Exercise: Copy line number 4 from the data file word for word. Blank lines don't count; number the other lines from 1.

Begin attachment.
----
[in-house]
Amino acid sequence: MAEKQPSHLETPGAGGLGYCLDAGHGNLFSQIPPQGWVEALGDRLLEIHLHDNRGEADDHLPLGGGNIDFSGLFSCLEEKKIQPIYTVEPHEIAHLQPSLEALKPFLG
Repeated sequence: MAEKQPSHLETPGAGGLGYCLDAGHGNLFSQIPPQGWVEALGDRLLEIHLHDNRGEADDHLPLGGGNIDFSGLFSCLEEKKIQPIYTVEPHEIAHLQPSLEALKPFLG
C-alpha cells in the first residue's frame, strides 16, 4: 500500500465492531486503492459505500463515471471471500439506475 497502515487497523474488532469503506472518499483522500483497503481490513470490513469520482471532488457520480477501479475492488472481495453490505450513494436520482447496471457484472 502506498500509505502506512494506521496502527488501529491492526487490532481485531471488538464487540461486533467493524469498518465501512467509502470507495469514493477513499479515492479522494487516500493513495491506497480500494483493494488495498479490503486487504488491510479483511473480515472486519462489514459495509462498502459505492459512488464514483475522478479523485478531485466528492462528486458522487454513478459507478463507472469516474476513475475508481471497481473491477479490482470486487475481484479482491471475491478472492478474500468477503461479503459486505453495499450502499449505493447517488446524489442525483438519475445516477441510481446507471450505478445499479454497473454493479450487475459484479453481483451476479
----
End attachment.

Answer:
C-alpha cells in the first residue's frame, strides 16, 4: 500500500465492531486503492459505500463515471471471500439506475 497502515487497523474488532469503506472518499483522500483497503481490513470490513469520482471532488457520480477501479475492488472481495453490505450513494436520482447496471457484472 502506498500509505502506512494506521496502527488501529491492526487490532481485531471488538464487540461486533467493524469498518465501512467509502470507495469514493477513499479515492479522494487516500493513495491506497480500494483493494488495498479490503486487504488491510479483511473480515472486519462489514459495509462498502459505492459512488464514483475522478479523485478531485466528492462528486458522487454513478459507478463507472469516474476513475475508481471497481473491477479490482470486487475481484479482491471475491478472492478474500468477503461479503459486505453495499450502499449505493447517488446524489442525483438519475445516477441510481446507471450505478445499479454497473454493479450487475459484479453481483451476479